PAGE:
Spurning the initial recommendation of Superintendent Carol Baker, the Lyons School District 103 Board of Education voted 4-0 at a special meeting on Aug. 1 to hire Yorkville based Midwest Environmental Consulting Services to check its buildings for asbestos and create an asbestos management plan for the school district. 

The review comes as the school district is facing fines totaling as much as $20,000 from the Illinois Department of Public Health for faulty record keeping and a lack of regular inspections for asbestos.

The board chose Midwest Environmental over Hinsdale-based K-Plus Engineering Services, a firm that has made two small contributions in recent years to campaign funds controlled by Lyons Village President Christopher Getty. 

A proposal to hire K-Plus to assist the district in preparing a response to the Illinois Department of Public Health allegations and to bring the district into compliance was part of the agenda for the July 24 regular school board meeting. 

But, the board at that time decided to postpone the vote on the matter and seek a proposal from Midwest after Lyons resident Toni Parker criticized K-Plus’s qualifications in an extensive public comment. At the July 24 meeting, board member Joanne Schaeffer suggested getting a proposal from Midwest, which has an extensive history working for the district.

After meeting for about 45 minutes in closed session last week, the four school board members at the meeting voted unanimously to hire Midwest. The three members of the school board who were elected in 2015 with the support of Lyons Village President Christopher Getty — Michael Bennett, Jorge Torres and Colleen Shipbaugh — did not attend the special meeting.

Midwest’s work is expected to cost the district at least $58,500. K-Plus’s initial proposal came in much lower, at just under $30,000, but did not include any sample collection and testing. 

Once the district obtained more information about how much K-Plus would charge for testing samples it turned out the two companies’ bids were very close.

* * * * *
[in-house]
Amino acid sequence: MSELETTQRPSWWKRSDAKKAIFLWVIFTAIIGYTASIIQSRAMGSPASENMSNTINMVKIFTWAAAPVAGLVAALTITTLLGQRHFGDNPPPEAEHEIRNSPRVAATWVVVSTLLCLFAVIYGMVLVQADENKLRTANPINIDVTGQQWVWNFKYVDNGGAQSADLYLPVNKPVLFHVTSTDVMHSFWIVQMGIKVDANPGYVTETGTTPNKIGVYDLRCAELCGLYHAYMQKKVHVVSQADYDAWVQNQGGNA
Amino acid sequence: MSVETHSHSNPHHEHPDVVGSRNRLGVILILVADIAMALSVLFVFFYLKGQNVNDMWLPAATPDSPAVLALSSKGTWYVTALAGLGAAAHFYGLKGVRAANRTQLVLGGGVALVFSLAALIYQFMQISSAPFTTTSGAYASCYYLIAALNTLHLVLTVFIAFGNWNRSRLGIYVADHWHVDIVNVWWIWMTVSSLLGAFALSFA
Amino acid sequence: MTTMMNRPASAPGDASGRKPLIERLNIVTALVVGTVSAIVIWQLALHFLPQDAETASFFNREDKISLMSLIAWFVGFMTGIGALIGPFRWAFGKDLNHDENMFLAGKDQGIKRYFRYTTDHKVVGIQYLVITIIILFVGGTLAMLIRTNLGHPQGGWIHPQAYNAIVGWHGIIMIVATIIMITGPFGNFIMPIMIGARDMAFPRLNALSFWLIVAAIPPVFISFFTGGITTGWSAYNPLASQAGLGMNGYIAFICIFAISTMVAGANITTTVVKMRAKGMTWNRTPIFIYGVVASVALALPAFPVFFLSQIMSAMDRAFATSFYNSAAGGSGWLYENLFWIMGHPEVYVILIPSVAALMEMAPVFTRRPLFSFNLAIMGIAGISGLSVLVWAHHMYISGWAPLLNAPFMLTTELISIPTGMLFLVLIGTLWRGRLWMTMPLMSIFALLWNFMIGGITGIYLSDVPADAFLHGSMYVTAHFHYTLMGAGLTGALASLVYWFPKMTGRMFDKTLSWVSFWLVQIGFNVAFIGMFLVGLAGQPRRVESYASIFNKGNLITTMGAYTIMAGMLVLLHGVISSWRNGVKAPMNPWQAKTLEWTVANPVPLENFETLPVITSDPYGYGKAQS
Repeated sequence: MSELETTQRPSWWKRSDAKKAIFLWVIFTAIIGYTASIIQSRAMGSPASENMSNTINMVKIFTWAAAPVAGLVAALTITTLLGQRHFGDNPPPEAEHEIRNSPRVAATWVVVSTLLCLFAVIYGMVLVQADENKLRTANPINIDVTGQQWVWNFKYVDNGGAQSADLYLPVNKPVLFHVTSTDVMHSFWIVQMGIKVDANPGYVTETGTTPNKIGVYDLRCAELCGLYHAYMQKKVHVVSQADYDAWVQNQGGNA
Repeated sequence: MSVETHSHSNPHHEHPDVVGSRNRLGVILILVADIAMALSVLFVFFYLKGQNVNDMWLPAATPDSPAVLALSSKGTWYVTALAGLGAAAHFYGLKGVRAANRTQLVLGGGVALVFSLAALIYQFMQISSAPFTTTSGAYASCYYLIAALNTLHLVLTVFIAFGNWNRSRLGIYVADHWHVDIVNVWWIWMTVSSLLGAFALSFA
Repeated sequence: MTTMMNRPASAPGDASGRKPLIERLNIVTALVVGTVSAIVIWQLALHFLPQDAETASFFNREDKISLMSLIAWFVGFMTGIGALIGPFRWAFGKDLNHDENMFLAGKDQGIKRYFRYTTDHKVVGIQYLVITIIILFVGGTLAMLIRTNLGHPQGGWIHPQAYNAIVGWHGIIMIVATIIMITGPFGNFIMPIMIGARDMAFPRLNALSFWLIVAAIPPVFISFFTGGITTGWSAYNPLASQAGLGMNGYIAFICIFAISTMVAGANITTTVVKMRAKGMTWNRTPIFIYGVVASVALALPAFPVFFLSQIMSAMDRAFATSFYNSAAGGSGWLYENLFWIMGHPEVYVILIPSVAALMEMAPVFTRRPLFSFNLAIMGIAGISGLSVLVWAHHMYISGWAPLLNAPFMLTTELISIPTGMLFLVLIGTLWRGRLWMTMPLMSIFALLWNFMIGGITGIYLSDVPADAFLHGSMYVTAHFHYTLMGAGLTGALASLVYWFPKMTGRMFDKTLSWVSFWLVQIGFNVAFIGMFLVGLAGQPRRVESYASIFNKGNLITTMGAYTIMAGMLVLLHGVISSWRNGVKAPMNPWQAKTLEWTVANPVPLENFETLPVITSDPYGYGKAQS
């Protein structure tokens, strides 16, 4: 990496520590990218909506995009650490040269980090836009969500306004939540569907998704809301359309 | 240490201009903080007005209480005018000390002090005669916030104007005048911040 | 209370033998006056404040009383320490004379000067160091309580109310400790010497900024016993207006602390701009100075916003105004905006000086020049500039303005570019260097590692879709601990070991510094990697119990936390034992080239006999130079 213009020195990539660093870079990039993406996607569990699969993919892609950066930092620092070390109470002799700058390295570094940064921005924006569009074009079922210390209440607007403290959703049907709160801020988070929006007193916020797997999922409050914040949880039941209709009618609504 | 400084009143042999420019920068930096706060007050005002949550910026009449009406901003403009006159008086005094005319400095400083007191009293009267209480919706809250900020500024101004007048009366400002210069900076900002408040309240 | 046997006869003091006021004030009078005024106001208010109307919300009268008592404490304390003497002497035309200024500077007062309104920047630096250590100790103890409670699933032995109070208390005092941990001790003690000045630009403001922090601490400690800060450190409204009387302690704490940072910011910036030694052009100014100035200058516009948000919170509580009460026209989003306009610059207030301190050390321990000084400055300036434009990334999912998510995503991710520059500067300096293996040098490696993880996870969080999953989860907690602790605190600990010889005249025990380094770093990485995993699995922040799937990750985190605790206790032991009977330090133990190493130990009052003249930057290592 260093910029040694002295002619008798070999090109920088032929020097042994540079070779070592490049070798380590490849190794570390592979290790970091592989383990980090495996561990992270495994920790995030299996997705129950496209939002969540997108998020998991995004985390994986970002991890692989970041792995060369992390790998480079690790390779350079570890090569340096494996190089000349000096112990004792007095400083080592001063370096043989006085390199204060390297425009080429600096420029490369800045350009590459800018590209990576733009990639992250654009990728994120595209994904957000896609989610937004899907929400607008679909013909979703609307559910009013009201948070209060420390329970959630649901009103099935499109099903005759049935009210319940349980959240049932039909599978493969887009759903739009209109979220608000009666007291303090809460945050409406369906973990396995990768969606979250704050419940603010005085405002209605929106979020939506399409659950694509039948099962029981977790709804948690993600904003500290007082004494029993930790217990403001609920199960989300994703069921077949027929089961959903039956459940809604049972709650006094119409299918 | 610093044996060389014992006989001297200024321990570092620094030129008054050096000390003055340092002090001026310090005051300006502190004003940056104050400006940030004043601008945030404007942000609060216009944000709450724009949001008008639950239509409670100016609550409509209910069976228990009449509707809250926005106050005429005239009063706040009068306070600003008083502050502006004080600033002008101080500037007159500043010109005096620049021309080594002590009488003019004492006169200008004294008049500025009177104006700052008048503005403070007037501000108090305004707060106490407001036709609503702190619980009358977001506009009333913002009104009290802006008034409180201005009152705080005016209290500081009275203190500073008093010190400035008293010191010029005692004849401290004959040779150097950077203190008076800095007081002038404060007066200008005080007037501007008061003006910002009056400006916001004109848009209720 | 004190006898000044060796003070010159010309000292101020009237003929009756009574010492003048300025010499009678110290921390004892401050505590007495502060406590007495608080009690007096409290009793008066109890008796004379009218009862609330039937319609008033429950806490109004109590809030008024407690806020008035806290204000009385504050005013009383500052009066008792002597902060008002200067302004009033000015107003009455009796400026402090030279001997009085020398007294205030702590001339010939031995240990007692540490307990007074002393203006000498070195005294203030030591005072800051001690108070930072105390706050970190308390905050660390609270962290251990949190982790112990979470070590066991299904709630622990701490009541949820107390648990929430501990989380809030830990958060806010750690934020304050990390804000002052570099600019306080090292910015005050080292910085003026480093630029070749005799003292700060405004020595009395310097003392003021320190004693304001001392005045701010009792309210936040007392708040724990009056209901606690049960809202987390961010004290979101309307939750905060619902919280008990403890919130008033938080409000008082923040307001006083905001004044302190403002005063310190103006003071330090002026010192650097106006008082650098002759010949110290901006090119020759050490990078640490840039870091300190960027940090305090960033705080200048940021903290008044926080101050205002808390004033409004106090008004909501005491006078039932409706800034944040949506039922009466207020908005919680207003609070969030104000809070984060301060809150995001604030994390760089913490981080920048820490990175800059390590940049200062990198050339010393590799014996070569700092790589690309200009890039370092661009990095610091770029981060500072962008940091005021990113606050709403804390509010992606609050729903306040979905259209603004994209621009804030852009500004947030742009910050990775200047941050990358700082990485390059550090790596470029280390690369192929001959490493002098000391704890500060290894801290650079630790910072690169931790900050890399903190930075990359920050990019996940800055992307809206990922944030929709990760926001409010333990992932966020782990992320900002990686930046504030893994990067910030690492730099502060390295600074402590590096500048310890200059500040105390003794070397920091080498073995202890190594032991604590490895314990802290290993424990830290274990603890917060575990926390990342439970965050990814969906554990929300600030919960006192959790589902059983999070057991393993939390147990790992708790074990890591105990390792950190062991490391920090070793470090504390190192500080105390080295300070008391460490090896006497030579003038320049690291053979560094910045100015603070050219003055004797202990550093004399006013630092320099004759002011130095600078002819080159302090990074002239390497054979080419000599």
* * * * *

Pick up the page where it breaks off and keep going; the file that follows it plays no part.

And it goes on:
“Once you added in that cost, there is really no difference,” said board member Shannon Johnson. 

The four board members present decided they were more comfortable with Midwest.

“They have worked in our district, they are familiar with it,” Schaeffer said. “We are kind of in a pinch. We need to get going on this work. They know exactly where every building is. And I think that they have a lot of the paperwork that they’re going to be able to go back and draw on in order to proceed with the work.”

Parker, who worked as a research chemist and has a background in industrial health and safety, gave the board members a handout that indicated Midwest’s total cost would be only about $900 more than K-Plus’s cost, once testing was included.

Parker added that Midwest’s cost per building was lower, because it proposed testing nine buildings, including the George Washington Middle School Annex and the now vacant Legion Building, while K-Plus proposal called for only testing six school buildings and the administration building. 

If K-Plus tested all nine buildings, its total cost would be about $6,500 more than Midwest’s estimate, Parker said.

School board President Marge Hubacek said Parker’s analysis was helpful. 

“It gave us a bit to think about, and we got help from our attorneys with additional questions,” Hubacek said. “It brought up some points. I think that Toni certainly brought some more information to light. I think it played a role.”

Parker said that Midwest has more licensed asbestos inspectors on staff and that K-Plus would have needed to contract out the inspection work. 

“I’m happy that the board took the time to look at the cost-comparative business case study and also to consider that Midwest’s staffing was much deeper and that they had all the licensed professionals needed to complete the work required,” Parker said.

K-Plus was hired by the district in March and paid $968 to test air quality and air ducts in the administration building after a late-night remodeling project in February kicked up so much dust that the fire alarms went off and there were fears that asbestos might have been released. 

The incident led the Illinois Department of Public Health to review the district’s compliance with laws and regulations regarding asbestos. At the time, Schaeffer suggested calling in Midwest to test the area for asbestos. 

In 2016 K-Plus contributed $500 to Citizens for Christopher Getty, and in 2015 K-Plus gave $200 to the United Citizens Party, which lists Getty as its chairman and treasurer, and runs candidates in Lyons village elections. 

Board members hope that the review by Midwest will help the district in its case with the Illinois Department of Public Health.

“We’re hoping by showing good faith by becoming compliant that they lessen some of those fines,” said board member Shannon Johnson.